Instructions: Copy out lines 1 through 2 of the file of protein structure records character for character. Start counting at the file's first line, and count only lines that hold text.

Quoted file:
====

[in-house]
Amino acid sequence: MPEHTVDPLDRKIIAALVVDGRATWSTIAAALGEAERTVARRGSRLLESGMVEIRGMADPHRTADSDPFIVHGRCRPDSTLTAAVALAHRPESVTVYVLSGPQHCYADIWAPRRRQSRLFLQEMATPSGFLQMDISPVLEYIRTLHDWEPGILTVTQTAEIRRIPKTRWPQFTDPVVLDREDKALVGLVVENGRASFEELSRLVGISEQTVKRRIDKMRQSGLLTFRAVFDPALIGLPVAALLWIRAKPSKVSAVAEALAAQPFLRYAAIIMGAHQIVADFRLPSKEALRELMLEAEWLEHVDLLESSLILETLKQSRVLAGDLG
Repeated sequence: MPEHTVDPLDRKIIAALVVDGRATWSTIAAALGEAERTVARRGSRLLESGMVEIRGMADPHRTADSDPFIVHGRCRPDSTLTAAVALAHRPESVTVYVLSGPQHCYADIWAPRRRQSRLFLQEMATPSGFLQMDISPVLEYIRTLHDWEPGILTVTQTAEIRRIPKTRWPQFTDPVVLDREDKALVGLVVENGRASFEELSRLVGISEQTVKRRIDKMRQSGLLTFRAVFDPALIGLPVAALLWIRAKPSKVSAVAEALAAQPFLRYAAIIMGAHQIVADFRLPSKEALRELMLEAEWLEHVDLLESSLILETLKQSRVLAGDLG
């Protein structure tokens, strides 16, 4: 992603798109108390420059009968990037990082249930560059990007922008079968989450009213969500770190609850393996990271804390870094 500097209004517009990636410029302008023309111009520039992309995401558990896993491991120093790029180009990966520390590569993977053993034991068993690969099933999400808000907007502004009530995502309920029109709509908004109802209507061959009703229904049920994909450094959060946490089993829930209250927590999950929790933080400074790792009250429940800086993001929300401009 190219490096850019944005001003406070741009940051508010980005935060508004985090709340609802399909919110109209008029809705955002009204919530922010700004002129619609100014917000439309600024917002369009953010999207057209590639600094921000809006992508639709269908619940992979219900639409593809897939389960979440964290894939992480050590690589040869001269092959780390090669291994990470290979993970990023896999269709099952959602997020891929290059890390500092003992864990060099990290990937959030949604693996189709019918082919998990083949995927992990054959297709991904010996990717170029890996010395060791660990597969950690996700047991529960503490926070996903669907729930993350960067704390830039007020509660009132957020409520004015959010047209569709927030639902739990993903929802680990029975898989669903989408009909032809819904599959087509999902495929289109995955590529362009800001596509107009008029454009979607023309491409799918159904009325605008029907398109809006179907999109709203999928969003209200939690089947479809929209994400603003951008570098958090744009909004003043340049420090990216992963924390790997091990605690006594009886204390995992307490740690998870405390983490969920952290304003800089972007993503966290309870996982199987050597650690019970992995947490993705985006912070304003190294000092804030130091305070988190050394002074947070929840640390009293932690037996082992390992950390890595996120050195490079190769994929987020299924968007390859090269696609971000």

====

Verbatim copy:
[in-house]
Amino acid sequence: MPEHTVDPLDRKIIAALVVDGRATWSTIAAALGEAERTVARRGSRLLESGMVEIRGMADPHRTADSDPFIVHGRCRPDSTLTAAVALAHRPESVTVYVLSGPQHCYADIWAPRRRQSRLFLQEMATPSGFLQMDISPVLEYIRTLHDWEPGILTVTQTAEIRRIPKTRWPQFTDPVVLDREDKALVGLVVENGRASFEELSRLVGISEQTVKRRIDKMRQSGLLTFRAVFDPALIGLPVAALLWIRAKPSKVSAVAEALAAQPFLRYAAIIMGAHQIVADFRLPSKEALRELMLEAEWLEHVDLLESSLILETLKQSRVLAGDLG